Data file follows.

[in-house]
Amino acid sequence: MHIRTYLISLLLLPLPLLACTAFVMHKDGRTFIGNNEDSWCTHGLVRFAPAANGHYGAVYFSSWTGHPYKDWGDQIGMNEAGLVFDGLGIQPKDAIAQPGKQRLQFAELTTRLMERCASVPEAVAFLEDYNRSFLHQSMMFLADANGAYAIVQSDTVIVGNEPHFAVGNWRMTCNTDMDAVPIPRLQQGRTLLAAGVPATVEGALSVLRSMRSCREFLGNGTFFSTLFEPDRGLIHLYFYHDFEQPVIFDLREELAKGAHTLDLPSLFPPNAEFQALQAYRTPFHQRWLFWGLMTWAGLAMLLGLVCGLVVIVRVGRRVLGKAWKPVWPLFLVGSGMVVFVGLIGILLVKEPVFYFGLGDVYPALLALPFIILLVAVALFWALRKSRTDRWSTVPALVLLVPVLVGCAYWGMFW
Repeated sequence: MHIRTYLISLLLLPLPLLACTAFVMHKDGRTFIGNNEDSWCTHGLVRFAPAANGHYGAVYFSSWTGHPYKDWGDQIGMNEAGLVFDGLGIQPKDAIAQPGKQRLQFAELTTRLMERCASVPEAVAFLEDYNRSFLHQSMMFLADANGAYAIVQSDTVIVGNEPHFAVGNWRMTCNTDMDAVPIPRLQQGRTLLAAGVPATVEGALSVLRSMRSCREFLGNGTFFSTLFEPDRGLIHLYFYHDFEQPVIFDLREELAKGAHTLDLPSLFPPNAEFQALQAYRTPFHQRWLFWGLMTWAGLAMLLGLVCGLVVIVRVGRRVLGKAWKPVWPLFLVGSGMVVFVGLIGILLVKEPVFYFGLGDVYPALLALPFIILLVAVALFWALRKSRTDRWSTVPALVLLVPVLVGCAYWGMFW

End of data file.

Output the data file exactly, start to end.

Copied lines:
[in-house]
Amino acid sequence: MHIRTYLISLLLLPLPLLACTAFVMHKDGRTFIGNNEDSWCTHGLVRFAPAANGHYGAVYFSSWTGHPYKDWGDQIGMNEAGLVFDGLGIQPKDAIAQPGKQRLQFAELTTRLMERCASVPEAVAFLEDYNRSFLHQSMMFLADANGAYAIVQSDTVIVGNEPHFAVGNWRMTCNTDMDAVPIPRLQQGRTLLAAGVPATVEGALSVLRSMRSCREFLGNGTFFSTLFEPDRGLIHLYFYHDFEQPVIFDLREELAKGAHTLDLPSLFPPNAEFQALQAYRTPFHQRWLFWGLMTWAGLAMLLGLVCGLVVIVRVGRRVLGKAWKPVWPLFLVGSGMVVFVGLIGILLVKEPVFYFGLGDVYPALLALPFIILLVAVALFWALRKSRTDRWSTVPALVLLVPVLVGCAYWGMFW
Repeated sequence: MHIRTYLISLLLLPLPLLACTAFVMHKDGRTFIGNNEDSWCTHGLVRFAPAANGHYGAVYFSSWTGHPYKDWGDQIGMNEAGLVFDGLGIQPKDAIAQPGKQRLQFAELTTRLMERCASVPEAVAFLEDYNRSFLHQSMMFLADANGAYAIVQSDTVIVGNEPHFAVGNWRMTCNTDMDAVPIPRLQQGRTLLAAGVPATVEGALSVLRSMRSCREFLGNGTFFSTLFEPDRGLIHLYFYHDFEQPVIFDLREELAKGAHTLDLPSLFPPNAEFQALQAYRTPFHQRWLFWGLMTWAGLAMLLGLVCGLVVIVRVGRRVLGKAWKPVWPLFLVGSGMVVFVGLIGILLVKEPVFYFGLGDVYPALLALPFIILLVAVALFWALRKSRTDRWSTVPALVLLVPVLVGCAYWGMFW